Disney Cruise Line Gets Two More Ships
A Look Ahead at the Cruise Line's Futureby Dave Marx, PassPorter Guidebooks Author
Last modified 03-09-2016
For Disney vacationers, the biggest news to come from the company’s recent annual meeting was a pleasant shocker.
Disney Chairman Bob Iger announced that Disney Cruise Line has just placed orders for two new cruise ships, due for delivery in 2021 and 2023. I can’t exactly say I'm speechless (this article is proof of that), but it was nothing I’d have expected.
Disney Dream - Christening Ceremony Fireworks
Fireworks went off at the finale to the christening ceremony at Port Canaveral on January 19, 2011.
The new ships are to be built by Meyer Werft, the same shipyard that brought us the Disney Dream and Disney Fantasy. They’re slated to weigh in at 135,000 GRT, which is just a tiny bit larger (3.8%) than the Dream and Fantasy (130,000 GRT). That difference could mean something as small as a tweak in hull dimensions to improve stability or energy efficiency.
The announced number of staterooms (“about 1,250”) is identical to the Dream and Fantasy, but that number is approximate, and doesn’t tell us what the capacity of those staterooms might be. If we extrapolate from that 3.8%, there could be another 48 staterooms of identical capacity to today’s, with up to 152 more guests. Or they could stick strictly to that 1,250 stateroom number but increase the capacity of some of them (more Family staterooms sleeping up to five, suites sleeping six guests or more, etc.). Or they could stay strictly at 1,250 staterooms and 4,000 maximum guests, and use the space for exciting new public facilities. So many possibilities!
Even so, 3.8% is not a very large difference, so the overall cruising experience will probably be quite similar to the Dream and Fantasy. I seriously doubt we’ll hear many cruisers say, “I don’t like the new ships, the Dream and Fantasy seem so much more intimate!” On the other hand, DCL’s original announcement for what would become the Dream and Fantasy slated those ships at 122,000 to 124,000 GRT, well below their eventual size, so take all that I just said with a very large block of sea salt.
Five to seven years is a long time, but time has a way of cruising along. DCL announced plans for (what would become) the Dream and Fantasy in 2007, and the ships were delivered in early 2011 and 2012. So this time, they're about a year or two farther out on the time line. That is, in part, by necessity, as the shipyards are already booked through 2020.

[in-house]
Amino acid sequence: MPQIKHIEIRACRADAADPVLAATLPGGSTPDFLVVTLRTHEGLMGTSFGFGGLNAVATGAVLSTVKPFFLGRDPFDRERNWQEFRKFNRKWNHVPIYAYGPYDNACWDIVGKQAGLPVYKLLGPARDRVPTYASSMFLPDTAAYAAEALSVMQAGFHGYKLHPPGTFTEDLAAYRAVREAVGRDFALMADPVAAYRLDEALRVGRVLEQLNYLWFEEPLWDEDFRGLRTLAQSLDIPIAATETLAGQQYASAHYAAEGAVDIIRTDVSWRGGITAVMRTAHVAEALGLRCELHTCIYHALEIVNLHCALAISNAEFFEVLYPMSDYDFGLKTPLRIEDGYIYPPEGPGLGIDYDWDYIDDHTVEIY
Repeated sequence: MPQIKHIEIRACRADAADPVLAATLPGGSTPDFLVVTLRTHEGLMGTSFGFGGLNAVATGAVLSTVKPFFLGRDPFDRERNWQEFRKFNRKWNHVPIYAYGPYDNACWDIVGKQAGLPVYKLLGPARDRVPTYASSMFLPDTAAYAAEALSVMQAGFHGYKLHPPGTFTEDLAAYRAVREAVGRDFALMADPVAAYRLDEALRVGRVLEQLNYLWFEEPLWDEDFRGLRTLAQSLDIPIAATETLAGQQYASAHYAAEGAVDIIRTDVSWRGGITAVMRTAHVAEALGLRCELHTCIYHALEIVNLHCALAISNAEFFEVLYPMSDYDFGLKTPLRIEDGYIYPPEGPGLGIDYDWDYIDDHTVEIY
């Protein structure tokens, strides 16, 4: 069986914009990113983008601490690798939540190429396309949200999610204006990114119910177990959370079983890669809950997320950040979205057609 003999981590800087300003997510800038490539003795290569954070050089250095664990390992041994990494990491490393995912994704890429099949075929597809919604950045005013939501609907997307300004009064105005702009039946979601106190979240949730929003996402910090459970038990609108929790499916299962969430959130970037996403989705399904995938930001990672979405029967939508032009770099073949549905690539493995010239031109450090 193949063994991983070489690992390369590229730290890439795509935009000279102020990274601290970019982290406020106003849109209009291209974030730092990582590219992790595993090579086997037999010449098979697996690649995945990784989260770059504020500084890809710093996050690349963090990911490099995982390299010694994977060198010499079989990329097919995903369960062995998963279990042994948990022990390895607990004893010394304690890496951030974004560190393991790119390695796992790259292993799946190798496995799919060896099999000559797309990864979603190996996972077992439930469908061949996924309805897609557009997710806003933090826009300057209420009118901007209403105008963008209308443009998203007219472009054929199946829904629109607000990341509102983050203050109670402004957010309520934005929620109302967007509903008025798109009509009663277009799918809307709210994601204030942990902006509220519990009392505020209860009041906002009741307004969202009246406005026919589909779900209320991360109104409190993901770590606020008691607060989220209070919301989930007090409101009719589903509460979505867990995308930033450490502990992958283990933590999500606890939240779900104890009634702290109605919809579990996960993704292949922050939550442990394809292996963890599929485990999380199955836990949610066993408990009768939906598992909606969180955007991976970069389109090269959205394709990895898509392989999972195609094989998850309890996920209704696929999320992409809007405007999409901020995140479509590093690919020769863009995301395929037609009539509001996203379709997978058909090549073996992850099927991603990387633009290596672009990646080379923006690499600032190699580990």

News about the new ships may be quite scarce until 2019, when DCL will announce the early part of the 2021 cruising schedule and construction work will likely begin on the first new ship. It’s not hard to predict that there may be teaser presentations via D23 for several years prior to the keel-laying. The rumor mill probably won’t pick up steam for another year or two, though there’s already lots of speculation on matters like the ships’ names and potential ports of call.
The cruise industry’s construction schedule for 2021-2023 is pretty wide open, though that doesn't mean the shipyards aren't negotiationing with all the other cruise lines out there. For years, we've wondered how many more staterooms the cruise industry can profitably operate (more ships, and larger ships with more staterooms), but it seems there's no end in sight. There are even new lines on the horizon, most notably Virgin Cruises, a new three-ship line headed by the legendary Richard Branson and former DCL President Tom McAlpin.
The additional year's separation between the launch of the fifth and sixth ships may have something to say about pent-up demand, perhaps less than DCL was facing way back when the “tiny” Magic and Wonder had to absorb all demand. Still, the Dream and Fantasy propelled DCL to the top of cruise industry surveys, so there are far more DCL loyalists today than there were in 2010. We also know that Walt Disney Imagineering likes to have some time to refine its designs once the public starts to experience newly-opened parks and recently-launched ships. We saw that with the Fantasy, most notably up on the recreation decks with AquaLab and Satellite Falls. With an extra year to plan, Ship Six (OMG, is it possible that they’d name it Disney’s Big Hero 6?) could potentially have more differences of that sort.